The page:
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A bioinformatics approach to identifying Wolbachia infections in arthropods

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Wolbachia, Insects, Bioinformatics, NCBI SRA, Anopheles

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      Abstract

      Wolbachia is the most widespread endosymbiont, infecting >20% of arthropod species, and capable of drastically manipulating the host’s reproductive mechanisms. Conventionally, diagnosis has relied on PCR amplification; however, PCR is not always a reliable diagnostic technique due to primer specificity, strain diversity, degree of infection and/or tissue sampled. Here, we look for evidence of Wolbachia infection across a wide array of arthropod species using a bioinformatic approach to detect the Wolbachia genes ftsZ, wsp, and the groE operon in next-generation sequencing samples available through the NCBI Sequence Read Archive. For samples showing signs of infection, we attempted to assemble entire Wolbachia genomes, and in order to better understand the relationships between hosts and symbionts, phylogenies were constructed using the assembled gene sequences. Out of the 34 species with positively identified infections, eight species of arthropod had not previously been recorded to harbor Wolbachia infection. All putative infections cluster with known representative strains belonging to supergroup A or B, which are known to only infect arthropods. This study presents an efficient bioinformatic approach for post-sequencing diagnosis and analysis of Wolbachia infection in arthropods.

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        MAFFT Multiple Sequence Alignment Software Version 7: Improvements in Performance and Usability

        We report a major update of the MAFFT multiple sequence alignment program. This version has several new features, including options for adding unaligned sequences into an existing alignment, adjustment of direction in nucleotide alignment, constrained alignment and parallel processing, which were implemented after the previous major update. This report shows actual examples to explain how these features work, alone and in combination. Some examples incorrectly aligned by MAFFT are also shown to clarify its limitations. We discuss how to avoid misalignments, and our ongoing efforts to overcome such limitations.
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          RAxML version 8: a tool for phylogenetic analysis and post-analysis of large phylogenies

          Motivation: Phylogenies are increasingly used in all fields of medical and biological research. Moreover, because of the next-generation sequencing revolution, datasets used for conducting phylogenetic analyses grow at an unprecedented pace. RAxML (Randomized Axelerated Maximum Likelihood) is a popular program for phylogenetic analyses of large datasets under maximum likelihood. Since the last RAxML paper in 2006, it has been continuously maintained and extended to accommodate the increasingly growing input datasets and to serve the needs of the user community. Results: I present some of the most notable new features and extensions of RAxML, such as a substantial extension of substitution models and supported data types, the introduction of SSE3, AVX and AVX2 vector intrinsics, techniques for reducing the memory requirements of the code and a plethora of operations for conducting post-analyses on sets of trees. In addition, an up-to-date 50-page user manual covering all new RAxML options is available. Availability and implementation: The code is available under GNU GPL at https://github.com/stamatak/standard-RAxML. Contact: alexandros.stamatakis@h-its.org Supplementary information: Supplementary data are available at Bioinformatics online.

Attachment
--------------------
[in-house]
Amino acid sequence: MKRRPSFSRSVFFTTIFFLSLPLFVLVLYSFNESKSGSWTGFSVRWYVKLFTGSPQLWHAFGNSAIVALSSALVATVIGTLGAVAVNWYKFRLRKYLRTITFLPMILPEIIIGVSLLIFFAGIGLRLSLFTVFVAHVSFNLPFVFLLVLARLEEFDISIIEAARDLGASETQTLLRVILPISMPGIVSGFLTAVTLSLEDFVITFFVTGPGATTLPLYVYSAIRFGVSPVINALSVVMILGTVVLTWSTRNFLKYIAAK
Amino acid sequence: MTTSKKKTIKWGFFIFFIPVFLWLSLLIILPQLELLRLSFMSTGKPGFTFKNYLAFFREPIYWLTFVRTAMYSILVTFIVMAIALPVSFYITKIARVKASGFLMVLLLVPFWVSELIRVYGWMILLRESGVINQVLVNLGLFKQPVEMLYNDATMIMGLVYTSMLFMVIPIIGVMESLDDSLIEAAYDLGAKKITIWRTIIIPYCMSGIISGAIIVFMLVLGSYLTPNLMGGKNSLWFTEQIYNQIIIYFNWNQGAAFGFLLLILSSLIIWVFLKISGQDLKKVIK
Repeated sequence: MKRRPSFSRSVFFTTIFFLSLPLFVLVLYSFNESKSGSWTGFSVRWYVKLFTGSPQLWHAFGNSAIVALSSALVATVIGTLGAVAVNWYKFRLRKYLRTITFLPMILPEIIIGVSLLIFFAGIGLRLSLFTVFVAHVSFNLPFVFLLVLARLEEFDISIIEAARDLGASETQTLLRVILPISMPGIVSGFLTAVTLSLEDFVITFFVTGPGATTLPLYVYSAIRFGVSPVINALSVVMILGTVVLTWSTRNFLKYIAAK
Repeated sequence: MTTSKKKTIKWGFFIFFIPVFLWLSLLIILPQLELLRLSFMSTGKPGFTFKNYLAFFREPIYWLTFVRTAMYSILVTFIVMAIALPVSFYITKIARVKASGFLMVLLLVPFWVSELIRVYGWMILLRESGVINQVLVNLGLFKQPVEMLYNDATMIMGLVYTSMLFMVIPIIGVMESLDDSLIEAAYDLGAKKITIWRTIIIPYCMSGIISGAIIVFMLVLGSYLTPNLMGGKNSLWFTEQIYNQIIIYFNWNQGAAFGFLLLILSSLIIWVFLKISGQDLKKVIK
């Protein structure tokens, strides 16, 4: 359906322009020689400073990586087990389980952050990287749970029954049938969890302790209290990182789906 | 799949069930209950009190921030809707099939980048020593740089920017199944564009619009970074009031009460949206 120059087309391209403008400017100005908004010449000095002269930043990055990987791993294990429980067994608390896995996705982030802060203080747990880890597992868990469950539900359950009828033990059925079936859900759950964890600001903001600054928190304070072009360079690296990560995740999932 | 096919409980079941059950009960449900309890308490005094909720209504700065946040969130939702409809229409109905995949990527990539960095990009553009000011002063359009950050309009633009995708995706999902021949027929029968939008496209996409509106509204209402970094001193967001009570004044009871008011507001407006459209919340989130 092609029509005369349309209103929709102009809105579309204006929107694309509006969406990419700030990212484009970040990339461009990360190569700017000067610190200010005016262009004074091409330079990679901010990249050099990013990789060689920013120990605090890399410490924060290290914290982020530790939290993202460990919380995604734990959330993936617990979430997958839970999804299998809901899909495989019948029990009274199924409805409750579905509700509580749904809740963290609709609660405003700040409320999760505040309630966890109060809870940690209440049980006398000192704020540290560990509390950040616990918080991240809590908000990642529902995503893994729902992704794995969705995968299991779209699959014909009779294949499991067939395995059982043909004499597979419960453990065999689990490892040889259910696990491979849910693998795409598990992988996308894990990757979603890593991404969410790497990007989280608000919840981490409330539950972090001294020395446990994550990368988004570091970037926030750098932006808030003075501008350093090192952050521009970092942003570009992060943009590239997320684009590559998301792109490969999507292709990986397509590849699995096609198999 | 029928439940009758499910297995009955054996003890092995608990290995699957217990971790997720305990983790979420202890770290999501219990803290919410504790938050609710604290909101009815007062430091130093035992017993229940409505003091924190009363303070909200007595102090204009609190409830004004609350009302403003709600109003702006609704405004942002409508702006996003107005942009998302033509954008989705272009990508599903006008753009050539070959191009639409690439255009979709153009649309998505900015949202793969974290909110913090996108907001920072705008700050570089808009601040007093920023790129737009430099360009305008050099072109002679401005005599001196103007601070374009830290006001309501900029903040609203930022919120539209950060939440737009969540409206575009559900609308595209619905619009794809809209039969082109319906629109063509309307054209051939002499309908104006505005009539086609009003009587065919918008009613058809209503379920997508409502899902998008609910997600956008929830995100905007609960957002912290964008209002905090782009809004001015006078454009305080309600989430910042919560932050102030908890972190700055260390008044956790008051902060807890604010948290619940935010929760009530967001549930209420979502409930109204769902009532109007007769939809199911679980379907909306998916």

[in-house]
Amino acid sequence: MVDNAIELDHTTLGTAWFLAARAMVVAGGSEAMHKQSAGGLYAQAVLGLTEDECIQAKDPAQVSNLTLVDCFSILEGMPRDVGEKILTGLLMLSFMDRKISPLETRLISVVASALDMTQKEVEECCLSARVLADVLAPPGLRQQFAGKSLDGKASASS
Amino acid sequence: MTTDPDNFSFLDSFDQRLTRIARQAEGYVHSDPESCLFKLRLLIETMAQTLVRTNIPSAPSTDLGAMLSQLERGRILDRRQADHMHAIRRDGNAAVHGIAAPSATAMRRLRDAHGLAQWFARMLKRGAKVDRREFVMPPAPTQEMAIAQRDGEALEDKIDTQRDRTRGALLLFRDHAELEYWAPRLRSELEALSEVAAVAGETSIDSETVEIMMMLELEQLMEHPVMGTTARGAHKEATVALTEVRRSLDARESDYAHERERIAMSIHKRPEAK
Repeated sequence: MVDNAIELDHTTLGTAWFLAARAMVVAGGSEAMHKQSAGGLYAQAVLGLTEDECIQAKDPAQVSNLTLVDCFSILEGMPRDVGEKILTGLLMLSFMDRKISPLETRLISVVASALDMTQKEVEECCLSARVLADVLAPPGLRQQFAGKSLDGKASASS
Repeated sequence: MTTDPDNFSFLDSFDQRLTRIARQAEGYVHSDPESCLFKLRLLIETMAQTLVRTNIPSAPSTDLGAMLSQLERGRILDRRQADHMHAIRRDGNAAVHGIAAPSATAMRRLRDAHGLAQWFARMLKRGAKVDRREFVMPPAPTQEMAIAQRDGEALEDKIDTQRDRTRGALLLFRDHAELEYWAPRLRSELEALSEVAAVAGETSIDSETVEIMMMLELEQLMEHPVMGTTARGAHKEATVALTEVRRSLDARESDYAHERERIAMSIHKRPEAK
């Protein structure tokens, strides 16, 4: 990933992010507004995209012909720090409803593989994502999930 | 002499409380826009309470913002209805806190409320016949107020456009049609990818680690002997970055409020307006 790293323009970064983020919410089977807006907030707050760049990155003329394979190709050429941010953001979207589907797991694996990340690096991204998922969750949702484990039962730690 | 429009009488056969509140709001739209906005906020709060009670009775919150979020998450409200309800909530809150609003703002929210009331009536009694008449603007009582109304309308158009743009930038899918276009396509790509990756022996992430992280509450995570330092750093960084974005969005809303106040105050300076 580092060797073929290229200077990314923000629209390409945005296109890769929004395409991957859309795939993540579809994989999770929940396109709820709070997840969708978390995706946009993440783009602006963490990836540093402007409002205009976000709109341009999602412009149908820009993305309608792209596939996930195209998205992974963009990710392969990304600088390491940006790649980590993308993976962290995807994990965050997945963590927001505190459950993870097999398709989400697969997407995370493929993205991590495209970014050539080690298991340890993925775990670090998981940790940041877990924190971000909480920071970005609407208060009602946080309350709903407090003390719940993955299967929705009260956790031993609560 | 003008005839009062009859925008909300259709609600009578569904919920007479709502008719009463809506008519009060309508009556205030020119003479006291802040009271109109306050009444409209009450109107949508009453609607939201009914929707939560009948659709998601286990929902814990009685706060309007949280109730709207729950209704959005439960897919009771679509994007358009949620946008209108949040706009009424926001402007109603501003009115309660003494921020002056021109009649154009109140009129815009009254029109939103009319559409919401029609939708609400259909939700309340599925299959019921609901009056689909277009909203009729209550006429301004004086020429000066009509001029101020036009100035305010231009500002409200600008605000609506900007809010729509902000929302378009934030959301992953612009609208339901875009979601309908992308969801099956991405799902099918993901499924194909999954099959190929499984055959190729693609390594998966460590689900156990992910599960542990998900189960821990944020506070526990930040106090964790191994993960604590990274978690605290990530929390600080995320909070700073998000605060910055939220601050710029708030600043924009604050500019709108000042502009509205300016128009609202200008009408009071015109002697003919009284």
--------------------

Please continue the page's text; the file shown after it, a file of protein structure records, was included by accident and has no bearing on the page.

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            Author and article information

            Affiliations
            [1 ]Department of Biological Sciences, State University of New York at Oswego , Oswego, NY, United States of America
            [2 ]Department of Biology, Syracuse University , Syracuse, NY, United States of America
            Contributors
            Journal
            PeerJ
            PeerJ
            peerj
            peerj
            PeerJ
            PeerJ Inc. (San Francisco, USA )
            2167-8359
            3 September 2018
            2018
            : 6
            6126470
            5486
            10.7717/peerj.5486
            (Editor)
            ©2018 Pascar and Chandler

            This is an open access article distributed under the terms of the Creative Commons Attribution License, which permits unrestricted use, distribution, reproduction and adaptation in any medium and for any purpose provided that it is properly attributed. For attribution, the original author(s), title, publication source (PeerJ) and either DOI or URL of the article must be cited.

            Funding
            Funded by: National Science Foundation
            Award ID: NSF DEB-1453298
            Funded by: Indiana University
            Award ID: ABI-1458641
            This work was supported by the National Science Foundation (NSF DEB-1453298 to Christopher Chandler, and ABI-1458641 to Indiana University). The funders had no role in study design, data collection and analysis, decision to publish, or preparation of the manuscript.
            Categories
            Bioinformatics
            Entomology
            Evolutionary Studies
            Genomics
            Microbiology

            anopheles, ncbi sra, bioinformatics, insects, wolbachia

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